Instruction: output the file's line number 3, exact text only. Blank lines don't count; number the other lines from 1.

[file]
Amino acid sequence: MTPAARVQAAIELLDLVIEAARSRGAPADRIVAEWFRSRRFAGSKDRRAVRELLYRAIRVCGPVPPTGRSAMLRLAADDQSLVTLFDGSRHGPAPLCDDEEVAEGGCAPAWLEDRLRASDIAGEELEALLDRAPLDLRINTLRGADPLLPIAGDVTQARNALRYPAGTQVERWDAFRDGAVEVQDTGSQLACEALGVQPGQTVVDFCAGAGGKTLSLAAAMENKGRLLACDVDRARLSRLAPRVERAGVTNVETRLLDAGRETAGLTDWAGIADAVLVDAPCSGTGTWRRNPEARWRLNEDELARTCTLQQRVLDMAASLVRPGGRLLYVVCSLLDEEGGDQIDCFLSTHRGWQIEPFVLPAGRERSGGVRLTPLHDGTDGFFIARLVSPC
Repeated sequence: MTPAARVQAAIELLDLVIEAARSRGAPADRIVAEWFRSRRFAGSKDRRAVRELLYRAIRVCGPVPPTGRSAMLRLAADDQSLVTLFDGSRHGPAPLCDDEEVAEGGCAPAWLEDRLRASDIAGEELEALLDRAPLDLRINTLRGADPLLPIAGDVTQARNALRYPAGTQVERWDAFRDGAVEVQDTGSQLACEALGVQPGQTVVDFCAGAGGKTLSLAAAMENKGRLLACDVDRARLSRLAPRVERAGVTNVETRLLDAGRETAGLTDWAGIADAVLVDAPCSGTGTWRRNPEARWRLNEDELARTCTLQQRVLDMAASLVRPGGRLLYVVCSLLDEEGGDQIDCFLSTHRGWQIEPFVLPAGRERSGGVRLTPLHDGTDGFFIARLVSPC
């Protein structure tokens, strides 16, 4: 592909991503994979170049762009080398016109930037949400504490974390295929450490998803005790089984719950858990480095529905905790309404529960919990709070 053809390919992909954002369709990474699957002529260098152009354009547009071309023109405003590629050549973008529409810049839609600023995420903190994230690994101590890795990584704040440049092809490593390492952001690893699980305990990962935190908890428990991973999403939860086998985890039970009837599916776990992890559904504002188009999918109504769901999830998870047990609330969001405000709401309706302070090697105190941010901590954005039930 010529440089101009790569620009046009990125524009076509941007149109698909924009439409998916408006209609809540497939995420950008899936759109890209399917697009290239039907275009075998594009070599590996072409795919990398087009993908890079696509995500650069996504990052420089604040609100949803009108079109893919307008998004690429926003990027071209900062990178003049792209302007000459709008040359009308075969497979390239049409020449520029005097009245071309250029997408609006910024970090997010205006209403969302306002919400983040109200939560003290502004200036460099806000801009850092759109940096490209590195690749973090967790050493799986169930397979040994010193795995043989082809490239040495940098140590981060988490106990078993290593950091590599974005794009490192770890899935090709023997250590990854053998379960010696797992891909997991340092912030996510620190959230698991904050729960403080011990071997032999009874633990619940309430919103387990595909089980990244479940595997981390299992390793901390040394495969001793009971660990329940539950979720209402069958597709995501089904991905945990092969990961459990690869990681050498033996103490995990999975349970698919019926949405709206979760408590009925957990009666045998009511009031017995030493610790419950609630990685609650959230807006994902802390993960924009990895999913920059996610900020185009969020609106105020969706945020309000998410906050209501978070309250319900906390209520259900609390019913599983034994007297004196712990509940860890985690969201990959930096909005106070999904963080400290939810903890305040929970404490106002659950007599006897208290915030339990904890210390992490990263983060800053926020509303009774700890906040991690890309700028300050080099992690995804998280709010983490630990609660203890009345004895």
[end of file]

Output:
């Protein structure tokens, strides 16, 4: 592909991503994979170049762009080398016109930037949400504490974390295929450490998803005790089984719950858990480095529905905790309404529960919990709070 053809390919992909954002369709990474699957002529260098152009354009547009071309023109405003590629050549973008529409810049839609600023995420903190994230690994101590890795990584704040440049092809490593390492952001690893699980305990990962935190908890428990991973999403939860086998985890039970009837599916776990992890559904504002188009999918109504769901999830998870047990609330969001405000709401309706302070090697105190941010901590954005039930 010529440089101009790569620009046009990125524009076509941007149109698909924009439409998916408006209609809540497939995420950008899936759109890209399917697009290239039907275009075998594009070599590996072409795919990398087009993908890079696509995500650069996504990052420089604040609100949803009108079109893919307008998004690429926003990027071209900062990178003049792209302007000459709008040359009308075969497979390239049409020449520029005097009245071309250029997408609006910024970090997010205006209403969302306002919400983040109200939560003290502004200036460099806000801009850092759109940096490209590195690749973090967790050493799986169930397979040994010193795995043989082809490239040495940098140590981060988490106990078993290593950091590599974005794009490192770890899935090709023997250590990854053998379960010696797992891909997991340092912030996510620190959230698991904050729960403080011990071997032999009874633990619940309430919103387990595909089980990244479940595997981390299992390793901390040394495969001793009971660990329940539950979720209402069958597709995501089904991905945990092969990961459990690869990681050498033996103490995990999975349970698919019926949405709206979760408590009925957990009666045998009511009031017995030493610790419950609630990685609650959230807006994902802390993960924009990895999913920059996610900020185009969020609106105020969706945020309000998410906050209501978070309250319900906390209520259900609390019913599983034994007297004196712990509940860890985690969201990959930096909005106070999904963080400290939810903890305040929970404490106002659950007599006897208290915030339990904890210390992490990263983060800053926020509303009774700890906040991690890309700028300050080099992690995804998280709010983490630990609660203890009345004895």